EGU General Assembly 2023
© Author(s) 2023. This work is distributed under
the Creative Commons Attribution 4.0 License.

Towards probabilistic impact-based drought risk analysis – a case study on the Volta Basin

Marthe Wens1, Raed Hamed1, Hans de Moel1, Marco Massabo2, and Anna Mapelli2
Marthe Wens et al.
  • 1Vrije Universiteit Amsterdam, Institute for Environmental Studies, Water and Climate Risk, Amsterdam, Netherlands
  • 2CIMA Research Foundation, Savona, Italy

Understanding the relationships between different drought drivers and observed drought impact can provide important information for early warning systems and drought management planning. Moreover, this relationship can help inform the definition and delineation of drought events. However, currently, drought hazards are often characterized based on their frequency of occurring, rather than based on the impacts they cause. A more data-driven depiction of “impactful drought events”- whereby droughts are defined by the hydrometeorological conditions that, in the past, have led to observable impacts-, has the potential to be more meaningful for drought risk assessments.

In our research, we apply a data-mining method based on association rules, namely fast and frugal decision trees, to link different drought hazard indices to agricultural impacts. This machine learning technique is able to select the most relevant drought hazard drivers (among both hydrological and meteorological indices) and their thresholds associated with “impactful drought events”. The technique can be used to assess the likelihood of occurrence of several impact severities, hence it supports the creation of a loss exceedance curve and estimates of average annual loss. An additional advantage is that such data-driven relations in essence reflect varying local drought vulnerabilities which are difficult to quantify in data-scarce regions.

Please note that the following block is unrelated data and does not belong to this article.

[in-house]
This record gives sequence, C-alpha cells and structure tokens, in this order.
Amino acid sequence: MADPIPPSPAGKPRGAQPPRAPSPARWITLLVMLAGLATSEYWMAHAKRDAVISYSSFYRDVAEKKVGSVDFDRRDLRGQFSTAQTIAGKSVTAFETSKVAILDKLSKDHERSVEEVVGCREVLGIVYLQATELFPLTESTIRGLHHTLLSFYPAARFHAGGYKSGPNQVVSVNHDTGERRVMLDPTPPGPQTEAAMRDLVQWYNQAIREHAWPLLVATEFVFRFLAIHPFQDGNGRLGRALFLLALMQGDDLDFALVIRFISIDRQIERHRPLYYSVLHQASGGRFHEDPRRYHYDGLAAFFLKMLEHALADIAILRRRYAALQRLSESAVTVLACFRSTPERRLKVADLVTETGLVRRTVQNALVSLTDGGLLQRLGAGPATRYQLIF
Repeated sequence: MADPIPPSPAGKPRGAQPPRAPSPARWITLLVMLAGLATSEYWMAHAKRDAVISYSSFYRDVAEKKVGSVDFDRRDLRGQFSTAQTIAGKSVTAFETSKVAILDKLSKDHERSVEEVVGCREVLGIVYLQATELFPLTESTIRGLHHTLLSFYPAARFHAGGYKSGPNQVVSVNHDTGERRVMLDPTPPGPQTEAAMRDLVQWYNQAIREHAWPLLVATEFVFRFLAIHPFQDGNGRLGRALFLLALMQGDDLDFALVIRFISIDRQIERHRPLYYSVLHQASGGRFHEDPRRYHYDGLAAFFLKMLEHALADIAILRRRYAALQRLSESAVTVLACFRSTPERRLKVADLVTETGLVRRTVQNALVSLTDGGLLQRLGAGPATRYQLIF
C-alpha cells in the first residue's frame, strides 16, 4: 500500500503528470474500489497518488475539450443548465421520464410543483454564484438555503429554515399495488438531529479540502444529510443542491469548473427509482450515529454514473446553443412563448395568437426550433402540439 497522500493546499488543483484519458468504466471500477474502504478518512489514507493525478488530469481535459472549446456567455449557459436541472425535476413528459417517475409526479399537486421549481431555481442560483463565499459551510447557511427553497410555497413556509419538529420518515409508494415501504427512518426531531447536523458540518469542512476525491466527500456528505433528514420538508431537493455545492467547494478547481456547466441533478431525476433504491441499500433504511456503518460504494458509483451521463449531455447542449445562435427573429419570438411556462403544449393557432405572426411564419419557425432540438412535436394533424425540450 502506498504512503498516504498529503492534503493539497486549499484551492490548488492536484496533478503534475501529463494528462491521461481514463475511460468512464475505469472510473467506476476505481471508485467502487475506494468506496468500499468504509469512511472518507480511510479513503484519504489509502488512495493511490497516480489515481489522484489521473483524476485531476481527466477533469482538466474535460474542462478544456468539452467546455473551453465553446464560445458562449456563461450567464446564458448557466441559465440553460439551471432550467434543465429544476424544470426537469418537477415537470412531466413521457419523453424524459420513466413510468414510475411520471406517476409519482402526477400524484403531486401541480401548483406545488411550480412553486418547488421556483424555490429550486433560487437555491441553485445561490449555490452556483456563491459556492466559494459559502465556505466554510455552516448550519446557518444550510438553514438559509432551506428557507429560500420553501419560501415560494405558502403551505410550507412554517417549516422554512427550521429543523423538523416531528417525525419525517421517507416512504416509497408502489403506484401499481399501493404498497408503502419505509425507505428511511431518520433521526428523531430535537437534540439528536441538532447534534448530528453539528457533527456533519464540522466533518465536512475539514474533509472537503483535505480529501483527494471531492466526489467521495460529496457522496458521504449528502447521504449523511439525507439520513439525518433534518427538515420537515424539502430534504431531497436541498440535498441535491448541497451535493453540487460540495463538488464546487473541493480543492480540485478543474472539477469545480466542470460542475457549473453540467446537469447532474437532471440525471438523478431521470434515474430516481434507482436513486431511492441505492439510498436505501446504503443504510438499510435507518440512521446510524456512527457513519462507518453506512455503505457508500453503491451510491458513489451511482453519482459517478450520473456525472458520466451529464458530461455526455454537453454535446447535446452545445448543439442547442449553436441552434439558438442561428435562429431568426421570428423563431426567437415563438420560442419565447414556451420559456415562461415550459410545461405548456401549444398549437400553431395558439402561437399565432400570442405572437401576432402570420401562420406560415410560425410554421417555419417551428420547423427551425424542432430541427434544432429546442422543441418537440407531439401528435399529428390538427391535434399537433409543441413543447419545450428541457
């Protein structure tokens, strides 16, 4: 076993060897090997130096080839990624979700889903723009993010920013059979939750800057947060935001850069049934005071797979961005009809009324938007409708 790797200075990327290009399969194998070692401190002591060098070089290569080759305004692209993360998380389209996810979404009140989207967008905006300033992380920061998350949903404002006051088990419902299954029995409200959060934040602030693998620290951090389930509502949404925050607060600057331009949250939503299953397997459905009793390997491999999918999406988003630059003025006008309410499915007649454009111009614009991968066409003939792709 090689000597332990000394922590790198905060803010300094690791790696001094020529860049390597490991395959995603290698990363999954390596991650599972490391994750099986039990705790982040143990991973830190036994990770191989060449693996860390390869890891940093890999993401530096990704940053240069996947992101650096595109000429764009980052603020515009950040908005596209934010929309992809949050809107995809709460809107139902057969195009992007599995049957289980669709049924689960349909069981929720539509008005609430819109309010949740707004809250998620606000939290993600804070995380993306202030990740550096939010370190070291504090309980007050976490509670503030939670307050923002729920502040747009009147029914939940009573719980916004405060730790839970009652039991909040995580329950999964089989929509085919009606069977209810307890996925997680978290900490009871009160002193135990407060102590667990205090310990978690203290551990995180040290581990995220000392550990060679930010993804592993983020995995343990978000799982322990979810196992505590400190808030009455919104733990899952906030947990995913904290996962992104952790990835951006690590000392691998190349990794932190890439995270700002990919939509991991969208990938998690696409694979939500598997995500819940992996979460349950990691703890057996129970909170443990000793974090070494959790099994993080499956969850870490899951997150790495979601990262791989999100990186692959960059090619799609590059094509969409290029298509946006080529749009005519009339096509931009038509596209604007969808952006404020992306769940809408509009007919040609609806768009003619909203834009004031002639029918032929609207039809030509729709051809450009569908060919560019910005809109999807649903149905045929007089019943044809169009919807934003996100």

This contribution exemplifies the use of fast and frugal decision trees to estimate (agricultural) drought risk in the Volta basin and its riparian countries. We find that some agriculture-dependent regions in Ghana, Togo and Côte d’Ivoire face annual average drought-induced maize production losses up to 3M USD, while per hectare, losses can mount to on average 50 USD/ha per year in Burkina Faso. In general, there is a clear north-south gradient in the drought risk, which we find augmented under projected climate conditions. Climate change is estimated to worsen the drought impacts in the Volta Basin, with 11 regions facing increases in annual average losses of more than 50%.

We show that the proposed multi-variate, impact-based, non-parametric, machine learning approach can improve the evaluation of droughts, as this approach directly leverages observed drought impact information to demarcate impactful drought events. We evidence that the proposed technique can support quantitative drought risk assessments which can be used for geographic comparison of disaster losses at a sub-national scale.

How to cite: Wens, M., Hamed, R., de Moel, H., Massabo, M., and Mapelli, A.: Towards probabilistic impact-based drought risk analysis – a case study on the Volta Basin, EGU General Assembly 2023, Vienna, Austria, 24–28 Apr 2023, EGU23-8944,, 2023.